OTTAWA – New Brunswick placed last in the country with a “D-” in the latest Conference Board of Canada innovation report card, and it also scored low on the global ranking along with most other Canadian provinces.
All provinces apart from Ontario (“B”) and Quebec (“C”) finished in the “D-range.” Even though most provinces finished with similar marks, a Conference Board official told Huddle the prescriptions for improvement will vary across the country.
“It’s a pretty mixed picture across the country,” said Paul Preston, the Board’s Director of Science, Technology and Innovation Policy. “You need to know the context within each province [to provide recommendations], it’s not a one-size-fits-all solution,”
Unlike the larger provinces with higher populations, mature industries and diversified economies, Preston says Atlantic Canadian provinces are more resource-reliant and have smaller economies, companies and populations. New Brunswick is especially facing “massive pressure” from the U.S. when it comes to forestry products.
The ranking is based on 10 indicators divided into three categories: innovation capacity, innovation activity and innovation results.
All four Atlantic provinces earned “D-” grades in the report card that compares Canada, the 10 provinces, and 15 peer countries. The Atlantic provinces performed poorly on business research and development (R&D), and researchers engaged in R&D activities, including those in business, higher education and government. They also scored low on patents.
New Brunswick was the only jurisdiction that earned only “Cs” and “Ds”, indicating weakness in all sides of innovation performance. Preston said although the data looks dismal, there have actually been improvements.
“Certainly around things like venture capital investment, it’s been weak in Atlantic Canada for a long time,” he said. “But there’s a flip side, it’s improving and quickly improving especially in Nova Scotia, and drastically so in New Brunswick.”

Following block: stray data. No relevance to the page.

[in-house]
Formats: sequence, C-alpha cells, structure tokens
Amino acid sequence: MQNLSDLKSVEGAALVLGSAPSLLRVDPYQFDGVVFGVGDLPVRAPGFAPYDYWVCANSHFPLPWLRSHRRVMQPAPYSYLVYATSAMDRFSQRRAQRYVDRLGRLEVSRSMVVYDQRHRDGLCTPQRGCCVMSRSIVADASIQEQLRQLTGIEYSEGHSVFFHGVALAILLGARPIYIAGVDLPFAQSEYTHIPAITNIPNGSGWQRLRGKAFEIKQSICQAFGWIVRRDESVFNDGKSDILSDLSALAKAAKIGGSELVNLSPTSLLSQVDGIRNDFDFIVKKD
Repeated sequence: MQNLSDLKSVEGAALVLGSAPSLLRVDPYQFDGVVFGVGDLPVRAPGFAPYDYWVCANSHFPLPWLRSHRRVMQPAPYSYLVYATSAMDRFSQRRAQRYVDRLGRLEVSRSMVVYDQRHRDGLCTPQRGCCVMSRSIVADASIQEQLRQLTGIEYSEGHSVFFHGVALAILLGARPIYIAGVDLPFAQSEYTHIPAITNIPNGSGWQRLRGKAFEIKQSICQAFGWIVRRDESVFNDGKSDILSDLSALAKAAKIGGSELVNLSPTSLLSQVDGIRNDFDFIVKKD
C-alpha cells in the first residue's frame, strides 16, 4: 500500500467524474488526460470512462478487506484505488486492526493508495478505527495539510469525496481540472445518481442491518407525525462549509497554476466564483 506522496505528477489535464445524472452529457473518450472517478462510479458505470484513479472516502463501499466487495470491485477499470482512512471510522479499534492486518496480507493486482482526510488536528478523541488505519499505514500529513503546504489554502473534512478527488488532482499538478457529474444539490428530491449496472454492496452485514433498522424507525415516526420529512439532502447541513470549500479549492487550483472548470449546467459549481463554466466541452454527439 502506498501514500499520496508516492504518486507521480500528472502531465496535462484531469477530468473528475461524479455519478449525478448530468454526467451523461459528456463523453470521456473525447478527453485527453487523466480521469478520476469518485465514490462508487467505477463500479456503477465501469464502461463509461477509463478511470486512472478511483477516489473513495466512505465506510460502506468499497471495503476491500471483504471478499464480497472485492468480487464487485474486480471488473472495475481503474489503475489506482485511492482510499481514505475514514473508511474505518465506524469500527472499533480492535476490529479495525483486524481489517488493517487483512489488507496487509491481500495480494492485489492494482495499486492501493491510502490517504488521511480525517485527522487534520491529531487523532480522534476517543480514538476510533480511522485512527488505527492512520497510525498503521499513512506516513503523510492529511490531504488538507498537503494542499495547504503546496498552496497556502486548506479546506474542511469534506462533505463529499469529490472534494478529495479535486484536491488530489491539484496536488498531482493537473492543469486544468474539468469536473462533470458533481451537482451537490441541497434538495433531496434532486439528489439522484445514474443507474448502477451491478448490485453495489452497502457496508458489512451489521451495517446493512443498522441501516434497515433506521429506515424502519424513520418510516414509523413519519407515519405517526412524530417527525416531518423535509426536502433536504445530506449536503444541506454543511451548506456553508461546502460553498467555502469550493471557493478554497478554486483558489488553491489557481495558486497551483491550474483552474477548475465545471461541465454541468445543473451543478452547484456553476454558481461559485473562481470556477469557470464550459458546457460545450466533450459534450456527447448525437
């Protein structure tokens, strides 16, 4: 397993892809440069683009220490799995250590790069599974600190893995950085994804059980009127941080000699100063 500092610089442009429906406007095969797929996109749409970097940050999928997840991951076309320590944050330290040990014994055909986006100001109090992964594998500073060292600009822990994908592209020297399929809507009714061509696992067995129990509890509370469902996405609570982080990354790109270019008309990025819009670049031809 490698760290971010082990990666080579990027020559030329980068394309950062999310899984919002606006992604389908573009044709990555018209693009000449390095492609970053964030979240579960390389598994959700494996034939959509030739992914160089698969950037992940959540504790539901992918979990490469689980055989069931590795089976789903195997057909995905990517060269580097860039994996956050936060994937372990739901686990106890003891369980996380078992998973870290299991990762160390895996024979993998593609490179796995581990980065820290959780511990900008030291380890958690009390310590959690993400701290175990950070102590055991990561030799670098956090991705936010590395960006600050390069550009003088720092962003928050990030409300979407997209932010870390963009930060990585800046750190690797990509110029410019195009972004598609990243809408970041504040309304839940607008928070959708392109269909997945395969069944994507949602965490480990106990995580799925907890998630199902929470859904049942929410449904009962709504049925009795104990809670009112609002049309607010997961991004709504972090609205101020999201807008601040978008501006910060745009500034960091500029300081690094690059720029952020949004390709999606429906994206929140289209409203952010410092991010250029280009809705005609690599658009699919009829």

It will take a few years before the impact of that inflow will be felt by the eco-system, Preston said. But whether businesses get funding through government or venture capital, he said they need to spend it on R&D and innovation.
“In New Brunswick, as a percentage of GDP, business R&D has actually improved a bit since the last report (from 0.22 per cent to 0.31 per cent), but the other jurisdictions around the world are improving faster,” said Preston. “It’s about doing more of it, get businesses to spend money on innovation, but get them to scale up quicker than they are. So, more capital would help.”
Preston noted that many federal- and provincial-backed innovation funding programs have been announced in the last year. In addition, the clusters set up by Opportunities NB, shipbuilding work at Irving companies, “great” academic institutions and a good ecosystem will help the province improve. However, the timing of many of those announcements means they weren’t included in this year’s innovation report card, he said.
Innovation is even more important today, especially as more trade agreements are set to come into play, he said.
“We need to innovate because we compete on global markets. We can’t just rely on our commodities and resources, because we don’t control commodity prices, we don’t control the exchange rate [of the dollar].”
Nova Scotia led the Atlantic provinces although it also scored an overall “D-“, followed by Newfoundland and Labrador, and P.E.I.
Overall, Canada earned a “C” on innovation and ranked 12th out of 16 international peers, a three-spot drop since the previous report.
“Canada has improved as a whole, especially on venture capital,” Preston said. “The problem is other countries are improving faster on their indicators, so we continue to slip. Not that we’re not improving, but other countries are improving faster.”
The next innovation report card is expected in 2020.